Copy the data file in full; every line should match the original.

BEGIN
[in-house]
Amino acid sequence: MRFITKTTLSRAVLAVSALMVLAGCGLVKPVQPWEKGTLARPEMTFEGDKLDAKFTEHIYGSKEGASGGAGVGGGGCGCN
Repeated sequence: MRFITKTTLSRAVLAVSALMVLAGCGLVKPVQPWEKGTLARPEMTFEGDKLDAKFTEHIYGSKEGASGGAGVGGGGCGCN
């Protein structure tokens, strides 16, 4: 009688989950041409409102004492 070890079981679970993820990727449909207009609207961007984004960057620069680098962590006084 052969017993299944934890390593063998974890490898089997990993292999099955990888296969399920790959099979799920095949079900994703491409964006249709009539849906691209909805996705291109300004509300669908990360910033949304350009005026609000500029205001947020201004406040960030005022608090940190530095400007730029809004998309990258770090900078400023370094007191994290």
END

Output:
[in-house]
Amino acid sequence: MRFITKTTLSRAVLAVSALMVLAGCGLVKPVQPWEKGTLARPEMTFEGDKLDAKFTEHIYGSKEGASGGAGVGGGGCGCN
Repeated sequence: MRFITKTTLSRAVLAVSALMVLAGCGLVKPVQPWEKGTLARPEMTFEGDKLDAKFTEHIYGSKEGASGGAGVGGGGCGCN
């Protein structure tokens, strides 16, 4: 009688989950041409409102004492 070890079981679970993820990727449909207009609207961007984004960057620069680098962590006084 052969017993299944934890390593063998974890490898089997990993292999099955990888296969399920790959099979799920095949079900994703491409964006249709009539849906691209909805996705291109300004509300669908990360910033949304350009005026609000500029205001947020201004406040960030005022608090940190530095400007730029809004998309990258770090900078400023370094007191994290």